It’s Not So Hard

I wasn’t looking forward to Spirit Play this week.  I thought about what I might say.  I thought about what I might not say.  I fretted just a little.  And then I took a deep breath…and the day began.  The day began slowly with a spacious amount of time for everyone to wake up, eat and get ready.  And then my son refused to go to church.  And I happened to be the only parent in town on Sunday.  Angry BirdSo the negotiations started, and the tears, and the screaming, and the consequences.  I managed to remain mostly cool calm and collected in the face of the very loud and tearful resistance.  I got my children into chapel and headed down to our Spirit Play room.  I greeted the other teacher and took some more deep breaths and went to sit on the rug.  The morning was already harder than I thought it would be.

The lesson this week continued to revolve around all families matter.  This lesson was on families who have experienced divorce.  This is a hard subject to talk about with kids…both kids who have two homes those who live all together.  I wondered if there would be any questions.  Actually I wondered if I would be able to get through the lesson.  Our family is currently in the middle of this very transition.  It’s hard to talk about.  I don’t really understand myself how we got to this place.  I wondered if it would be hard to read about kids who sometimes are with one parent and sometimes with another.  So, just in case I would cry during the books, I started by sharing a sorrow that my family is going through a divorce and that was what we were talking about that day.  And I shared a joy.  And usually the kids are very good about listening to each other, but suddenly everyone was sharing and wanted to talk about their joy that was like mine.  It took a while to get things centered and calm and for us to take turns listening.  That wasn’t what I expected to happen.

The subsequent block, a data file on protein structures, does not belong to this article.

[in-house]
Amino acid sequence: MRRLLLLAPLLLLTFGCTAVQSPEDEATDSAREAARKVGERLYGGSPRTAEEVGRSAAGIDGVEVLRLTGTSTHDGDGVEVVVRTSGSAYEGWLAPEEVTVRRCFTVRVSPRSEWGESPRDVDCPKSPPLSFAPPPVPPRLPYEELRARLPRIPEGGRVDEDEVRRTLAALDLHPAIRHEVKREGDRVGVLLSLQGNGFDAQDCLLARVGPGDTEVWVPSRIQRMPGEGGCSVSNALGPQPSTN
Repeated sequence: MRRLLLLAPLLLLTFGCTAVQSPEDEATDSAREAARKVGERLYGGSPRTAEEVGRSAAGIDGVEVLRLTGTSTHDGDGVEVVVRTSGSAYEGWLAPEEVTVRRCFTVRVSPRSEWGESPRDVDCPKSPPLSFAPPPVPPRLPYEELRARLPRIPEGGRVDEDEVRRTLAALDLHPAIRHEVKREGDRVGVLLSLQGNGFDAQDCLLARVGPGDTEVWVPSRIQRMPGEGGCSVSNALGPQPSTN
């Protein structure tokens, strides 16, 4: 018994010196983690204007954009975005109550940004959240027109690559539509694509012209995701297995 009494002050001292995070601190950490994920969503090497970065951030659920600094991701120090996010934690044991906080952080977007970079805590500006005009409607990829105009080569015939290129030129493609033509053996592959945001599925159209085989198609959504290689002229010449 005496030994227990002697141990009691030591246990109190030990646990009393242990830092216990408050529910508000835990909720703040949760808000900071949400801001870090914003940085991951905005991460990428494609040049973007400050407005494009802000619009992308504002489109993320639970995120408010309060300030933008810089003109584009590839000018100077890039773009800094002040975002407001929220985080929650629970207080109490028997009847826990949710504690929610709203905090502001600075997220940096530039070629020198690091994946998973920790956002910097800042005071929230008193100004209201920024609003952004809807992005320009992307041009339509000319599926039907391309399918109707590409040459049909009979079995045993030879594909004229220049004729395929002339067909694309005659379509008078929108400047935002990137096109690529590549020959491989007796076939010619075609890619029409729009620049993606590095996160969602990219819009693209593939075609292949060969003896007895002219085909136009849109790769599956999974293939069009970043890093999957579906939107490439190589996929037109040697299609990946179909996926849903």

I didn’t cry while I read the books.  I didn’t expect that either.  And once the children were off and playing everything hummed along quite joyfully.  I was really expecting this to be a hard class.  Instead I got to hold a child who was sad to separate from his mother and he called me over later to look at his play-dough sculpture of an angry bird.  Another child simply sat next to me as I read her a book and leaned in so that we were cuddling.  Many of the kids engaged me in laughter as we pretended to fall asleep and wake up.  I laughed.  I was hugged.  It was really nice.  It wasn’t what I expected.

I am so grateful that our church is a place where we can talk about hard stuff, even with children, especially with children.  I’m glad that our circles of community can engage in holding sorrows and laughter.  I am glad to join your children in play and learning and wonder.  I am glad that this is a place where I am loved no matter if I’m put together or if I’m going through a hard patch.  I am grateful that I can be ok in myself and where I am in the midst of community.  This week the children taught me not to anticipate my own grief, but to be actually where I am.  Maybe it’s not so hard.  Maybe it’s not what I expected.  Maybe it’s better.

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